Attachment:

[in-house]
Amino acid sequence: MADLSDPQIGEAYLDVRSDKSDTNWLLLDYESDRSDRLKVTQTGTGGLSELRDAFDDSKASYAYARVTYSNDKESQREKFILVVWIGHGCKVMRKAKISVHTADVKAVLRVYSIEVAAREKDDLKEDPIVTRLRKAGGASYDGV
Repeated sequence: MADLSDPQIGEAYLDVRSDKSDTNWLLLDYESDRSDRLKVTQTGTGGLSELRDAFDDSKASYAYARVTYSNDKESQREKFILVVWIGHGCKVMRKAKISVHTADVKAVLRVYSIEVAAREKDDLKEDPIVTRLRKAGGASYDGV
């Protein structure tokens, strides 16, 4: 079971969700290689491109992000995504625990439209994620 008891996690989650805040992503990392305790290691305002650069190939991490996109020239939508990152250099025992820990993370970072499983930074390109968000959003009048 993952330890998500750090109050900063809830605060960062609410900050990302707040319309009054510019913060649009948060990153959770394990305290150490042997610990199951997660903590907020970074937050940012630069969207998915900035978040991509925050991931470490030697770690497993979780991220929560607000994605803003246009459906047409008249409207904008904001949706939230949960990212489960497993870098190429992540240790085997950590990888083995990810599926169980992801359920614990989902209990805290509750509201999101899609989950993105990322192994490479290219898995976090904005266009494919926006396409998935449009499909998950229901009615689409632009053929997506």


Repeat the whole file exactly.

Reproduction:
[in-house]
Amino acid sequence: MADLSDPQIGEAYLDVRSDKSDTNWLLLDYESDRSDRLKVTQTGTGGLSELRDAFDDSKASYAYARVTYSNDKESQREKFILVVWIGHGCKVMRKAKISVHTADVKAVLRVYSIEVAAREKDDLKEDPIVTRLRKAGGASYDGV
Repeated sequence: MADLSDPQIGEAYLDVRSDKSDTNWLLLDYESDRSDRLKVTQTGTGGLSELRDAFDDSKASYAYARVTYSNDKESQREKFILVVWIGHGCKVMRKAKISVHTADVKAVLRVYSIEVAAREKDDLKEDPIVTRLRKAGGASYDGV
């Protein structure tokens, strides 16, 4: 079971969700290689491109992000995504625990439209994620 008891996690989650805040992503990392305790290691305002650069190939991490996109020239939508990152250099025992820990993370970072499983930074390109968000959003009048 993952330890998500750090109050900063809830605060960062609410900050990302707040319309009054510019913060649009948060990153959770394990305290150490042997610990199951997660903590907020970074937050940012630069969207998915900035978040991509925050991931470490030697770690497993979780991220929560607000994605803003246009459906047409008249409207904008904001949706939230949960990212489960497993870098190429992540240790085997950590990888083995990810599926169980992801359920614990989902209990805290509750509201999101899609989950993105990322192994490479290219898995976090904005266009494919926006396409998935449009499909998950229901009615689409632009053929997506």